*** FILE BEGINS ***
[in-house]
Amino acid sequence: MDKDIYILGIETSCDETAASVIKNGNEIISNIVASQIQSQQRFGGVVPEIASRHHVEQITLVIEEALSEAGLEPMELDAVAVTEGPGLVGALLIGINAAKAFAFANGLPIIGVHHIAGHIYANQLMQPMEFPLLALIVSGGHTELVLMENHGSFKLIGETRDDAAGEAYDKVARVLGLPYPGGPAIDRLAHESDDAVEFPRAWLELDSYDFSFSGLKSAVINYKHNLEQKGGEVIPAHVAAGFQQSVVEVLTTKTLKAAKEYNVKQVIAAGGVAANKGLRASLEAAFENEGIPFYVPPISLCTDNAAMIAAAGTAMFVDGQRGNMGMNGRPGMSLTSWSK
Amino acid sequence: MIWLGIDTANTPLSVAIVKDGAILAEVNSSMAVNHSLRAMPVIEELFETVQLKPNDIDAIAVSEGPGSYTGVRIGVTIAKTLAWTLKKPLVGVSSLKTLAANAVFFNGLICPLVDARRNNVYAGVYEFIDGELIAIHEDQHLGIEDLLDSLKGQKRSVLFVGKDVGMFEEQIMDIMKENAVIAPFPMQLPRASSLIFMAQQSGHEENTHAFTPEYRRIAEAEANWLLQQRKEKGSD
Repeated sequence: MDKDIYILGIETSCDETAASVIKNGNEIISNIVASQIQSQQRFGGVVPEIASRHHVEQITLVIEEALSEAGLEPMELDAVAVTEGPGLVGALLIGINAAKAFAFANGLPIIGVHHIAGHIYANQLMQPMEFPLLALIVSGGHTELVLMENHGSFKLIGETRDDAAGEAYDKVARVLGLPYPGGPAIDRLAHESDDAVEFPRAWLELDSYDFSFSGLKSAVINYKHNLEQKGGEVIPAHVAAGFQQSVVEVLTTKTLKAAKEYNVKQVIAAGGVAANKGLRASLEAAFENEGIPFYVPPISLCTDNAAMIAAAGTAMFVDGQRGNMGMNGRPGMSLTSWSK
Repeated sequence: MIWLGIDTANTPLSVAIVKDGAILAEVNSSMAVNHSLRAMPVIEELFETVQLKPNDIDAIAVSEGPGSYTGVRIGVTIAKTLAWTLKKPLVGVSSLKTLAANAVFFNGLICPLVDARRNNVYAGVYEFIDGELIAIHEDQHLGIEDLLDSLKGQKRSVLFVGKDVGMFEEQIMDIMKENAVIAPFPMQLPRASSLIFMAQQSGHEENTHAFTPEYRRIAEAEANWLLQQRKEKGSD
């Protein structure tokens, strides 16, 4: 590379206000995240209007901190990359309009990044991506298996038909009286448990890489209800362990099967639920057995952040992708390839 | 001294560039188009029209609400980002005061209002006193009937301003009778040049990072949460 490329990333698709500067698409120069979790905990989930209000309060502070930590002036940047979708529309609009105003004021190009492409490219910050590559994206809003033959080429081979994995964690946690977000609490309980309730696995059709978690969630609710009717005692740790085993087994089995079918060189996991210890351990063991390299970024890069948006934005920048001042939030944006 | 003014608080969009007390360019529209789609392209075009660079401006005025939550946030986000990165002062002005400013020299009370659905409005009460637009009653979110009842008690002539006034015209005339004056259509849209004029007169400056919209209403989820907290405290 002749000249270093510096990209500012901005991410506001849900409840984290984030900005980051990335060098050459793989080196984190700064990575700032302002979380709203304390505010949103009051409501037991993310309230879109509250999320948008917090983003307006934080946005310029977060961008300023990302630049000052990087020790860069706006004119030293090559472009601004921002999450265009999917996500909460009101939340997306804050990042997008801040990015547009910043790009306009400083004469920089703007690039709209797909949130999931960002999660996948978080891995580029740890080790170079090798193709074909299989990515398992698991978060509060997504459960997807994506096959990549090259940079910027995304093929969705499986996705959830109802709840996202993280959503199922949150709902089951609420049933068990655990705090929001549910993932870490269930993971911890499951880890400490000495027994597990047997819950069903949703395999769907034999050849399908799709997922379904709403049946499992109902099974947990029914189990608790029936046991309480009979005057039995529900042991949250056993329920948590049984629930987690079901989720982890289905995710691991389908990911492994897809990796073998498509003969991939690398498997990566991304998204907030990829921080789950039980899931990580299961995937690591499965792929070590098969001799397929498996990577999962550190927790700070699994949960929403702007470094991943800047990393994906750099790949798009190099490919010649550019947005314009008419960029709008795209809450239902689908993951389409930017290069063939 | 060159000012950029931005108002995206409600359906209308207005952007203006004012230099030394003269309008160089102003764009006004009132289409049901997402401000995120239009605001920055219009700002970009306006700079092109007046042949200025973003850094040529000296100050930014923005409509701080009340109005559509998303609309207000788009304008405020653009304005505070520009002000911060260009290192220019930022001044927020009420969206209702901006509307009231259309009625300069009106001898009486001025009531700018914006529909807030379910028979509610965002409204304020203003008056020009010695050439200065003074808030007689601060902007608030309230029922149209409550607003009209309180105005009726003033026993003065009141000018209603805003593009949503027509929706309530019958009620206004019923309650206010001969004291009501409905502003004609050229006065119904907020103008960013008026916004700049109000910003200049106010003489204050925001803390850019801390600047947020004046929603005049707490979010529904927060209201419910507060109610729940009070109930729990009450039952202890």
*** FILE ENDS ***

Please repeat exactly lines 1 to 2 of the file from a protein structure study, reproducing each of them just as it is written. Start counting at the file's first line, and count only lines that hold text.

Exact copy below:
[in-house]
Amino acid sequence: MDKDIYILGIETSCDETAASVIKNGNEIISNIVASQIQSQQRFGGVVPEIASRHHVEQITLVIEEALSEAGLEPMELDAVAVTEGPGLVGALLIGINAAKAFAFANGLPIIGVHHIAGHIYANQLMQPMEFPLLALIVSGGHTELVLMENHGSFKLIGETRDDAAGEAYDKVARVLGLPYPGGPAIDRLAHESDDAVEFPRAWLELDSYDFSFSGLKSAVINYKHNLEQKGGEVIPAHVAAGFQQSVVEVLTTKTLKAAKEYNVKQVIAAGGVAANKGLRASLEAAFENEGIPFYVPPISLCTDNAAMIAAAGTAMFVDGQRGNMGMNGRPGMSLTSWSK